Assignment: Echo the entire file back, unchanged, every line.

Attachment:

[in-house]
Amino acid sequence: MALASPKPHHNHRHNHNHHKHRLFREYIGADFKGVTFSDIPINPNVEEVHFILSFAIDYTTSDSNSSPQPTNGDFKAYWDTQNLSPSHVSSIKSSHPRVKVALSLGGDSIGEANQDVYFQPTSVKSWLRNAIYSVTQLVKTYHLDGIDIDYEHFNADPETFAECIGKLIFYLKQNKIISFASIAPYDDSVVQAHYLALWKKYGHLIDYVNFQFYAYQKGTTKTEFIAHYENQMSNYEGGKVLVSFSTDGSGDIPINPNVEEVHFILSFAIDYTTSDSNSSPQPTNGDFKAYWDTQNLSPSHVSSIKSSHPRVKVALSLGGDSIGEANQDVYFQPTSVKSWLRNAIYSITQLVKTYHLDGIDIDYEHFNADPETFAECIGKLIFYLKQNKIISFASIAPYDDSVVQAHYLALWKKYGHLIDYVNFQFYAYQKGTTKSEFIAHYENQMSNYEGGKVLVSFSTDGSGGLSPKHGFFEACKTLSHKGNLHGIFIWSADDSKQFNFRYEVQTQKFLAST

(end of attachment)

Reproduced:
[in-house]
Amino acid sequence: MALASPKPHHNHRHNHNHHKHRLFREYIGADFKGVTFSDIPINPNVEEVHFILSFAIDYTTSDSNSSPQPTNGDFKAYWDTQNLSPSHVSSIKSSHPRVKVALSLGGDSIGEANQDVYFQPTSVKSWLRNAIYSVTQLVKTYHLDGIDIDYEHFNADPETFAECIGKLIFYLKQNKIISFASIAPYDDSVVQAHYLALWKKYGHLIDYVNFQFYAYQKGTTKTEFIAHYENQMSNYEGGKVLVSFSTDGSGDIPINPNVEEVHFILSFAIDYTTSDSNSSPQPTNGDFKAYWDTQNLSPSHVSSIKSSHPRVKVALSLGGDSIGEANQDVYFQPTSVKSWLRNAIYSITQLVKTYHLDGIDIDYEHFNADPETFAECIGKLIFYLKQNKIISFASIAPYDDSVVQAHYLALWKKYGHLIDYVNFQFYAYQKGTTKSEFIAHYENQMSNYEGGKVLVSFSTDGSGGLSPKHGFFEACKTLSHKGNLHGIFIWSADDSKQFNFRYEVQTQKFLAST